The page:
Often, we travel out of obligation. Weddings, funerals, family reunions–these are command performances. Sometimes, though, we travel out of other people’s obligation. Your significant other has to go to a christening, or your friend needs someone to lean on while her mom is in the hospital. So you go. I had one of these over the weekend–the dude had a wedding of some old friends to attend up in Rockford–and here I present some tips.
1) Act like you were raised right.
This is the time for all of your pleases and thank yous. This is the time for you to be prompt and be quiet except the places where you’re supposed to laugh or clap and to bow your head during the prayers no matter what you personally might be thinking. This is also the time to wear relatively conservative clothing and stay away from any conversations about politics or religion. Because somebody’s aunt will notice, and it’s not your aunt, which means that you aren’t the one who will get the brunt of her wrath.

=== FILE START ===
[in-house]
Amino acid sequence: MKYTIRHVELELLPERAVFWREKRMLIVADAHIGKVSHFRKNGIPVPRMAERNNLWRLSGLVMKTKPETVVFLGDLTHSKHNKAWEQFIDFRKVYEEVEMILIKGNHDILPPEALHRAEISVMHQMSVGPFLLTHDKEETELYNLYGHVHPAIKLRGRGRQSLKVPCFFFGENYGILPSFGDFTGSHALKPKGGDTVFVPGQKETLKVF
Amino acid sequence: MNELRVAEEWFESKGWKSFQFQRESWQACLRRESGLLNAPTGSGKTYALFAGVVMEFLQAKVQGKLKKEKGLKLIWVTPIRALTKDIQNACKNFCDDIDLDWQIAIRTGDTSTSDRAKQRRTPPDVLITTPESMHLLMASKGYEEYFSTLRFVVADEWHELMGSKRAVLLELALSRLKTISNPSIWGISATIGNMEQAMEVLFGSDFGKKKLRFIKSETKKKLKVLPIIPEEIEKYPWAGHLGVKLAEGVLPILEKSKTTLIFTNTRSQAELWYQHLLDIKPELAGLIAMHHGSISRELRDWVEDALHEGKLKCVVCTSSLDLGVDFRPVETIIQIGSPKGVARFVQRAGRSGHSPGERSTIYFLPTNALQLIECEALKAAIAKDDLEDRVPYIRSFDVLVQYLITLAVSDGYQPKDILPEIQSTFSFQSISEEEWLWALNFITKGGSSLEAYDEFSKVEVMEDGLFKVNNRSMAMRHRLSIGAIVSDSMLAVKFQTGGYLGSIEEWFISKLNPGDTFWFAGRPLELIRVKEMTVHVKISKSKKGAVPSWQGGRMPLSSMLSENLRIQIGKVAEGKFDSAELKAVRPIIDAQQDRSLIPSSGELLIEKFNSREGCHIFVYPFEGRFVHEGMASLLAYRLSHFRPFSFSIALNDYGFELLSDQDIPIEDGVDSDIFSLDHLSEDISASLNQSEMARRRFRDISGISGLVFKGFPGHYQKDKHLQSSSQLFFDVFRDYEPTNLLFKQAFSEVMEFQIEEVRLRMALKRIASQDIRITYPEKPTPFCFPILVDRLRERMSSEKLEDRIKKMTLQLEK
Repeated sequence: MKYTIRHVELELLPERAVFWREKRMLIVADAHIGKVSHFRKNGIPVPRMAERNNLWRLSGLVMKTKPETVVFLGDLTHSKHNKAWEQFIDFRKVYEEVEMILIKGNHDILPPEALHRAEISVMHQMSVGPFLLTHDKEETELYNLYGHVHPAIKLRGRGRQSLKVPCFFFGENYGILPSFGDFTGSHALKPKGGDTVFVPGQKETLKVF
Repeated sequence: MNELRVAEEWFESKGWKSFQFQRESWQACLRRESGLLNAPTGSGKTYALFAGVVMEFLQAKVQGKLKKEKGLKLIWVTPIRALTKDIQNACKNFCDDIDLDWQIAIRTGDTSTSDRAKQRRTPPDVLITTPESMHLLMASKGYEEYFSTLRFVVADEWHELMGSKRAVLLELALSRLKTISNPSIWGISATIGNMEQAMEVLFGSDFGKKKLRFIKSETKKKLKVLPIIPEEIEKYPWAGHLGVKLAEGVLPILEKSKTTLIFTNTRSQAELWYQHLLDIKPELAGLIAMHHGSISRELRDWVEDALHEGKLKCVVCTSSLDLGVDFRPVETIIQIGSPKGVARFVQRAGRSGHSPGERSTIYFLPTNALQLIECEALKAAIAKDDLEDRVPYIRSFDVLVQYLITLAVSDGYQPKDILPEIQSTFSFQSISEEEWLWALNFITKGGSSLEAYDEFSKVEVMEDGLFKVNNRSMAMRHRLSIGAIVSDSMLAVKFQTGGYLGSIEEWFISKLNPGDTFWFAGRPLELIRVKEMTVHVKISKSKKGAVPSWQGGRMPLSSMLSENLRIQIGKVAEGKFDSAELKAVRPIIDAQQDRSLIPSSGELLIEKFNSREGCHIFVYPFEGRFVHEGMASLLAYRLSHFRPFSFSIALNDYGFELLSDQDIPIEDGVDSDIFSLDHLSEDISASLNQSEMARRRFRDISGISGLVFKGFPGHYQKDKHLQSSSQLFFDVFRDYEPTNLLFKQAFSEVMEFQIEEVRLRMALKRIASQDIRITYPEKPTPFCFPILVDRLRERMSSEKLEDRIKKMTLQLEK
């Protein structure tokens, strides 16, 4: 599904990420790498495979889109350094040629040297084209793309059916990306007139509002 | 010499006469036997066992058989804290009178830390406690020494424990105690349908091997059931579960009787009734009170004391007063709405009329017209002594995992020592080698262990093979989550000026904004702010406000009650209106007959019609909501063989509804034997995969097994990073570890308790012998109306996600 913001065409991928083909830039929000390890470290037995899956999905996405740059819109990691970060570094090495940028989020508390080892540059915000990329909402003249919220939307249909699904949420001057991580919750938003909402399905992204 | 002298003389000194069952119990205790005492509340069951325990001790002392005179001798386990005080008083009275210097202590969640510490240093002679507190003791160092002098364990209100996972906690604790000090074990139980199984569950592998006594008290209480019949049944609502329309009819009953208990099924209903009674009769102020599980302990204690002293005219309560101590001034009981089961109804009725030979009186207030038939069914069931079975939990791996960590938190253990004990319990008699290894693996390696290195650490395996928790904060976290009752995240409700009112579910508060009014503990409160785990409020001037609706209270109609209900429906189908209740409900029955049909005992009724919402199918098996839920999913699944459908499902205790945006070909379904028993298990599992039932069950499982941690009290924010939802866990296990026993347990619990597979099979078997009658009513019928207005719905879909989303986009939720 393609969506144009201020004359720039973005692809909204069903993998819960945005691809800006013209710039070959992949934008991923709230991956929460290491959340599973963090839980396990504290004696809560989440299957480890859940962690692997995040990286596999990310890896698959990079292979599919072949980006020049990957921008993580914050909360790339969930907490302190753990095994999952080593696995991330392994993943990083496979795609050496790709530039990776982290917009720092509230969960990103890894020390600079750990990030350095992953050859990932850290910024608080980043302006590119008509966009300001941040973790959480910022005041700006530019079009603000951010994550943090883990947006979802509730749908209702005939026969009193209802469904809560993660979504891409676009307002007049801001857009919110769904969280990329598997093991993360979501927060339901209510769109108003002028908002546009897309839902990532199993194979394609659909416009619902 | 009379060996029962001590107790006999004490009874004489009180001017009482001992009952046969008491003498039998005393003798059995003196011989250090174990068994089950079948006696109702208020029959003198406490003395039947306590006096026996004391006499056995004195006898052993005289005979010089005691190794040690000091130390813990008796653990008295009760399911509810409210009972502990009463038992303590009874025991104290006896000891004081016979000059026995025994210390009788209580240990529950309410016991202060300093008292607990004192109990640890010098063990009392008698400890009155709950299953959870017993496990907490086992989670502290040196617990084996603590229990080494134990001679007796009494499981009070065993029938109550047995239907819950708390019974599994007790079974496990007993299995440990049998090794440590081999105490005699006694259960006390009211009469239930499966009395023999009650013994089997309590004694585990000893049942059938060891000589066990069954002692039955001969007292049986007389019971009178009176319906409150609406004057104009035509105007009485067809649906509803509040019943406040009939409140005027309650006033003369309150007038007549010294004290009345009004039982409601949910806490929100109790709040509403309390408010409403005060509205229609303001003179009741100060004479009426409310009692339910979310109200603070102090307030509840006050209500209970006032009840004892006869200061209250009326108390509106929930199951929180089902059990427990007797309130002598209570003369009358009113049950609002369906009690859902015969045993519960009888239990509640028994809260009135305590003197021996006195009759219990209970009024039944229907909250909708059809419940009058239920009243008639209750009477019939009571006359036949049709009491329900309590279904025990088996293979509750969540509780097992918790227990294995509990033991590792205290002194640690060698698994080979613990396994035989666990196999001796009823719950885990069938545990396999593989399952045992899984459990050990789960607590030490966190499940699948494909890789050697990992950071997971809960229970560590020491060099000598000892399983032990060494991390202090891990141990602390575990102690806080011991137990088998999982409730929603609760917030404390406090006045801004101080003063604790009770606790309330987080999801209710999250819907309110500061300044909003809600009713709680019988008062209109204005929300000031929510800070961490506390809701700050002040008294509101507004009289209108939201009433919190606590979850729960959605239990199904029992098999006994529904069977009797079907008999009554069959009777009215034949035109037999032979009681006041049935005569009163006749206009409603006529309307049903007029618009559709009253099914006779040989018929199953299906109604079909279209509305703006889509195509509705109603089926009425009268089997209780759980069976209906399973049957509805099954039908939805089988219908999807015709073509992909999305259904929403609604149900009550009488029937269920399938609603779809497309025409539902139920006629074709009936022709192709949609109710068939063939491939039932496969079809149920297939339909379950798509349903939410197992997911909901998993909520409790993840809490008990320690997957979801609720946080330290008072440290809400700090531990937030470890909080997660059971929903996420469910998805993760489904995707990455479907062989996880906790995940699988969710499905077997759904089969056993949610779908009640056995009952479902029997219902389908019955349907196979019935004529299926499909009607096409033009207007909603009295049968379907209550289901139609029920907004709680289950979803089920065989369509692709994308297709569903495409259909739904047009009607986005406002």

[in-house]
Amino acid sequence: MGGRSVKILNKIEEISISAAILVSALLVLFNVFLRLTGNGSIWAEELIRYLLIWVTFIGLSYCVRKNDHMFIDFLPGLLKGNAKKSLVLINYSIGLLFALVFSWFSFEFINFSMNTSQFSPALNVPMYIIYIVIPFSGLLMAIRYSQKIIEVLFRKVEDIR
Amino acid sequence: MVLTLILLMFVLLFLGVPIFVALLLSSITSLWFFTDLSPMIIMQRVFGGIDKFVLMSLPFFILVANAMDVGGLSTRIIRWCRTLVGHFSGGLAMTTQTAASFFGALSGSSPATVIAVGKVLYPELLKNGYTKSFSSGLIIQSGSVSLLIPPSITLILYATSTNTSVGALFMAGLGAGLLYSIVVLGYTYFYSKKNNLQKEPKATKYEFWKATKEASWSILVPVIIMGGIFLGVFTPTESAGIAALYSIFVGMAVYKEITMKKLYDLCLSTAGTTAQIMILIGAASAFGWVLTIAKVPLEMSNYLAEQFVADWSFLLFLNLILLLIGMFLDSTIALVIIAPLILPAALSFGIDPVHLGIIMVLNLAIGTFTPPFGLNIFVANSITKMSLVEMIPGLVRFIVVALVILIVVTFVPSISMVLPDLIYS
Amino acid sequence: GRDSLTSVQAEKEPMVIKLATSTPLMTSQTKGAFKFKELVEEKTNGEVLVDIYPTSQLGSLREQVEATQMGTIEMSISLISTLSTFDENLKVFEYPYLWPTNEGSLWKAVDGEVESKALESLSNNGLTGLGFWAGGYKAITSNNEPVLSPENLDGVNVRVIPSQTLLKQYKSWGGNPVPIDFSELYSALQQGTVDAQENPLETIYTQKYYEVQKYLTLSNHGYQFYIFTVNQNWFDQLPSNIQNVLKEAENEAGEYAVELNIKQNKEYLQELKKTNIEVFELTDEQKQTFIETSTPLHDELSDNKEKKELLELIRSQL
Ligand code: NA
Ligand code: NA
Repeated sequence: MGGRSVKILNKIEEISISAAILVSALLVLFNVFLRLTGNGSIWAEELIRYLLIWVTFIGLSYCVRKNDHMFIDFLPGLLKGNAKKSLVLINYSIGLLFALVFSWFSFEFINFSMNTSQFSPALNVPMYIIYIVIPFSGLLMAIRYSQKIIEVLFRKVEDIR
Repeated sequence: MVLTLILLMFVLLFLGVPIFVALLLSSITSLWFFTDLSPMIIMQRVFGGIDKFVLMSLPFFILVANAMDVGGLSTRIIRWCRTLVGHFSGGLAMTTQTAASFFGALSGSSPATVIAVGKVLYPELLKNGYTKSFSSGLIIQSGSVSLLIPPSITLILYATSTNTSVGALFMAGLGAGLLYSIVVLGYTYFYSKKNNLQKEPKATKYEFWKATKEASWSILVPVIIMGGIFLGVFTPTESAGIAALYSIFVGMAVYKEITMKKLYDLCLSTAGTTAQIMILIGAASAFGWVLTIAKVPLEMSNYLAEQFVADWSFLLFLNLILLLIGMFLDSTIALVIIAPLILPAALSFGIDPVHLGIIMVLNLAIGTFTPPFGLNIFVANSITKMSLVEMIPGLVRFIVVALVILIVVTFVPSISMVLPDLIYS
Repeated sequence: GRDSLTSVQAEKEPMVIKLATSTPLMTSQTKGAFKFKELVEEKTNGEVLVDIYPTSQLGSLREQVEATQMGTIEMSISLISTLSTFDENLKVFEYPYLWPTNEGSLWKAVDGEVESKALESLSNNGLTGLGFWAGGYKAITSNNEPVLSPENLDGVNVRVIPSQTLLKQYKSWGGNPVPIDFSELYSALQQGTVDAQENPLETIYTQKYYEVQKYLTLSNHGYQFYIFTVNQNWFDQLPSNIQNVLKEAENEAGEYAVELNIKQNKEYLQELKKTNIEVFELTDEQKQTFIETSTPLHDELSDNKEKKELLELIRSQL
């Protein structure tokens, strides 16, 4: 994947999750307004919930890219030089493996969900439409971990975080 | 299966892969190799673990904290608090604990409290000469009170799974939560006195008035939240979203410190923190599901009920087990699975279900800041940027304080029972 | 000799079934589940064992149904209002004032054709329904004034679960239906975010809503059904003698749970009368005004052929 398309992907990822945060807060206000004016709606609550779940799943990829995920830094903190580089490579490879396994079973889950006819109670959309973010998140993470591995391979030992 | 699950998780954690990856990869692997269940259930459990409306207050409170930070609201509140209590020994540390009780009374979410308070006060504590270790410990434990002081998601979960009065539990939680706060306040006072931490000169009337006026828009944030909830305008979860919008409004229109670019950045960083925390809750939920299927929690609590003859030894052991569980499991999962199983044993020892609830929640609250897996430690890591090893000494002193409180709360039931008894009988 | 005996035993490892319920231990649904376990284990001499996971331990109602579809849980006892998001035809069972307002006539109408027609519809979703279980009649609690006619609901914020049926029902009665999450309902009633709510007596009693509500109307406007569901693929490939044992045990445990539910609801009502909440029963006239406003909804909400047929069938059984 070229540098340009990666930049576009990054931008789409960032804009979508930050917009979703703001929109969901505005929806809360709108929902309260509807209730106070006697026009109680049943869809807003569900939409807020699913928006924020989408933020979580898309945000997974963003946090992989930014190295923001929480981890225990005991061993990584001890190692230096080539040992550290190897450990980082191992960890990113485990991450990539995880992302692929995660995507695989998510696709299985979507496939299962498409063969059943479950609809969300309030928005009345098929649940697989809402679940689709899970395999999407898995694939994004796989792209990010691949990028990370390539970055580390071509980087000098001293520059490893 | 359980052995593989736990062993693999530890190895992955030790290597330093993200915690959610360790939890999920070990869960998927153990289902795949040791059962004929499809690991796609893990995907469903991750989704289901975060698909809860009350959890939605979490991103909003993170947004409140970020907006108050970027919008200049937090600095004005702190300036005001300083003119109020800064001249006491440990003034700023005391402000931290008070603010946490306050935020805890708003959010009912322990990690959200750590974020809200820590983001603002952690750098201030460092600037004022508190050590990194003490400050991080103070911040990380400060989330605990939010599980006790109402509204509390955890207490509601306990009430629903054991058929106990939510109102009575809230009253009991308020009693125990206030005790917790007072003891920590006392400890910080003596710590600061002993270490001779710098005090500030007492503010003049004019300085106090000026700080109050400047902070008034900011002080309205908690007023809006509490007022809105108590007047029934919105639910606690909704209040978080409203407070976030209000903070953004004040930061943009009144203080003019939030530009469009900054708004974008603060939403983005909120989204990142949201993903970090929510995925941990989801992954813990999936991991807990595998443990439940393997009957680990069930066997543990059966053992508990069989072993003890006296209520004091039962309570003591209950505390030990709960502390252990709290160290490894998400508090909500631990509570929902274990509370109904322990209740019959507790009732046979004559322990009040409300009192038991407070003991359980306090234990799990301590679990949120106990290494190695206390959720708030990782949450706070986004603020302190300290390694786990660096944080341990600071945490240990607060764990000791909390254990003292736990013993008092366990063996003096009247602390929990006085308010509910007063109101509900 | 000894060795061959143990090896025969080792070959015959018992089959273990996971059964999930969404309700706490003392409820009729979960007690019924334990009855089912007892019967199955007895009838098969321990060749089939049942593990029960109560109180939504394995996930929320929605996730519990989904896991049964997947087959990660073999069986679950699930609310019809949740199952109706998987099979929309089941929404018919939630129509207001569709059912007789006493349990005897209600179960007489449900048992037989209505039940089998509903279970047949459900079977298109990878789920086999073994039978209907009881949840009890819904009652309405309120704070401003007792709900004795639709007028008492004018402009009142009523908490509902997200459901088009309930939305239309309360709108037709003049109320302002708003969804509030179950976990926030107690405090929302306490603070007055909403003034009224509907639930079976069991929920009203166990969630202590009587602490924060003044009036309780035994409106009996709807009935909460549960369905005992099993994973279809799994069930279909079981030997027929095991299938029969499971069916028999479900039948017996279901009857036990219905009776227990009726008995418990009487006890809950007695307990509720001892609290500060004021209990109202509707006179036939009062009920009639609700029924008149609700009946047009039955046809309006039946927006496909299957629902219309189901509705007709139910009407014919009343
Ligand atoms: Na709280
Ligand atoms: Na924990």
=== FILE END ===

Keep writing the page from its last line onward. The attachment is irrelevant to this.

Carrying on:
2) This isn’t about you, part one.
No, Rockford wasn’t my first choice of vacation destination this weekend. (Although, to be honest, I lucked out–it was a very fun wedding at this cool brewery on the river with good music and good food.) But whether you want to go to this particular place or event is not the issue. If you want to be counted among the good people of the world–and maybe want this person to return the favor to you someday–then you’re going. And you’re not going to complain. You’re going to bring snacks and a playlist for the car ride.
3) This isn’t about you, part two.
You’re there for the other person. Be who and what they need you to be. If the conversation is going to be awkward, be prepared to step in and ask a few of the inoffensive new-person questions like How do you know the happy couple? and Did you have to come far? If it’s going to be a fraught situation, like a funeral, the fact that you may be uncomfortable with the emotions doesn’t matter. You’re there to listen and to hug and to cry with and get tea for and whatever else. Your feelings, however valid they may be and however much the other person may truly care about them, need to take a backseat for the moment. Don’t make snarky comments. Don’t whine. Just show up and be glad that someone thinks enough of you to want you to be the person by their side and try to deserve that as much as possible.